A bi-coastal Iowan, whose father's family is from Council Bluffs and whose mother's family is from Dubuque, Mulqueen, somehow, attained a bachelor of arts degree in History from Creighton University and a Master of Public Administration degree from Iowa State University.  He has worn more hats than Bartholomew Cubbins (tip of the hat to Dr. Seuss).  He was an assistant bridge inspector for the Iowa Highway Commission (not yet the DoT), served as a night watchman at a demolition site, was a very junior member of the Capitol Hill staff of U.S. Senator Dick Clark, served as a member of the Democratic Caucus staff of the Iowa Senate, was an in-the-district staff member for U.S. Representative Tom Harkin, was the manager for an unsuccessful Congressional campaign, served as administrative assistant for a high school president, was a research and a teaching assistant as a graduate student, was a development officer for a private school system, served as a lobbyist and a policy specialist for the Iowa State Association of Counties, lobbyist and energy policy staffer for the Iowa Environmental Council, headed the policy staff for Governor Chet Culver, was lobbyist for and policy staffer at the Iowa Office of Energy Independence, acted as a lobbyist for a number of non-profit

organizations, taught courses on state and local government as an adjunct at both Drake University and Des Moines Area Community College, and as a VISTA Leader at the Iowa Commission on Volunteer Service.

Mulqueen is married to Tricia Lyman, who is a very patient woman.  


Mary Sand


Mary has lived in Ames since 1972 and Iowa since the age of 6. She and her husband have been active members of Amnesty International Group 40 for over 40 years. Amnesty is an organization opposed to capital punishment in all cases. Mary is a licensed dietitian working in nursing homes since 1988 and has recently taken a job with the US Census Bureau. She taught at Iowa State University for 12 years. Besides her work with the Amnesty group in Ames, she volunteers with the League of Women Voters of Ames & Story County, the County Coordination Committee providing community identification cards to immigrants, and plays with the Onion Creek Band and Cloggers (an all comers group). As a representative of AI Group 40, Mary was one of many others speaking at the Iowa State House in opposition to death penalty reinstatement in 1997.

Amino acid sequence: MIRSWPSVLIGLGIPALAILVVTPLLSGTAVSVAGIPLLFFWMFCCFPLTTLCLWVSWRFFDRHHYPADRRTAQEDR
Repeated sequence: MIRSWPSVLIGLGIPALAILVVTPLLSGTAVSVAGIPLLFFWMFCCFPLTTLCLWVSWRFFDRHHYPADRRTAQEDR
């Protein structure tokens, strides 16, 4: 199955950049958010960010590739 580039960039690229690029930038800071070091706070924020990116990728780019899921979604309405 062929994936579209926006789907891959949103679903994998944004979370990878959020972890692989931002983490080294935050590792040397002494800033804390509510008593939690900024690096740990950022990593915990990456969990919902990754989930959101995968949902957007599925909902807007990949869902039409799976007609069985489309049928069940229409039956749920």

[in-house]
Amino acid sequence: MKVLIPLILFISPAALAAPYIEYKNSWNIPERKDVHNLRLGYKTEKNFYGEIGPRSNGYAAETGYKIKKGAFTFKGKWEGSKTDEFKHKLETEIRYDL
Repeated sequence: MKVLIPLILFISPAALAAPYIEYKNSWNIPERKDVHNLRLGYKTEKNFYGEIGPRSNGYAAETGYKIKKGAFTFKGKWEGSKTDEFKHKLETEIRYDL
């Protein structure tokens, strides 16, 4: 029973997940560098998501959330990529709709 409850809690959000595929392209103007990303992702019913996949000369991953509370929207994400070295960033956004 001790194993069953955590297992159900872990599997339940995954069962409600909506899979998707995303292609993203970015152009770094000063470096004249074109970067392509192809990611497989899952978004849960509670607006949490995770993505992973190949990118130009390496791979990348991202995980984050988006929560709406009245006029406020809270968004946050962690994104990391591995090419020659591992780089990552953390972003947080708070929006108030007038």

Bob Brammer, ex officio [representing the Catholic Peace Ministries]


Bram grew up a preacher's kid in Cedar Falls, two blocks from the beautiful Iowa State Teachers College  campus (now UNI)  He did K-12 at the university's Malcolm Price Laboratory School and graduated from State College H.S. in 1967.  


He periodically was taught, Thou shalt not kill.  It ranked as a commandment.


Bram graduated from Earlham College in Indiana ('71), a Quaker (Friends) school that was deeply faithful to the Quaker anti-war tradition of resisting war and living by the conviction that "There is that of God in every one."


Bram had a few more adventures before coming to the Iowa Attorney General's Office in 1978:  screening criminal defendants in NYC Night Court and recommending candidates for a pre-trial diversion, counseling and work program that could earn dismissal of their charges . . . . . . . . taking year 1973 to hitch-hike and bus to Tierra del Fuego (an insistently politicizing journey) . . . . . . . . . coming home to Iowa to be a field organizer in '74 for Steve Rapp for Congress (Charles Grassley won, 50.5% to 49.5%) . . . . . . . . staffing Iowa Senate Dem. Caucus (1975) . . . . . . directing the Washington Office of the National Campaign to Stop the B-1 Bomber ('75-'77) . . . . . . . doing communications for Iowans for Tom Miller for Attorney General (1978). 


Bram worked in the AG's office 1978-2010, and for many years was director of communications, including the Iowa Dept. of Justice (A.G.) leading opposition to restoring the death penalty. 


Bram is married to former Iowa State Rep. Marti Anderson, father to Gabe and Alissa Brammer (spouses Maca Bartolome and Lanon Baccam), and grandfather to Violeta, Nico, and Freya.  He spends most of his volunteer time organizing on war and peace issues.  He lives in Des Moines.


Dennis Steele, ex officio [representing Amnesty International – Iowa]​

Dennis lives in Madrid. He has over twenty years of experience working with children with multiple disabilities. Dennis has been an activist within Amnesty International USA filling various volunteer roles on the local, statewide, regional and national levels. He also has been involved as a volunteer in prison ministry for nearly twenty-five years.

Dennis’ commitment to opposing the death penalty comes from his sense of Catholic social justice teaching and personal relationships with both murder victims and death row inmates.



Dave Leshtz, ex officio [representing The Prairie Progressive]

Dave is a former bartender, teacher, social worker, union organizer, and Congressional staffer with a degree in Vocational Rehabilitation from the University of Iowa. He served for eight years on the Iowa Civil Rights Commission (four years as Chair), and is currently on the boards of Community Crisis Services and the University of Iowa Center for Human Rights. Dave is the editor of The Prairie Progressive, Iowa’s oldest progressive newsletter ( He has fond memories of playing a small role in defeating what appeared to be certain reinstatement of the death penalty by the Iowa Legislature in 1995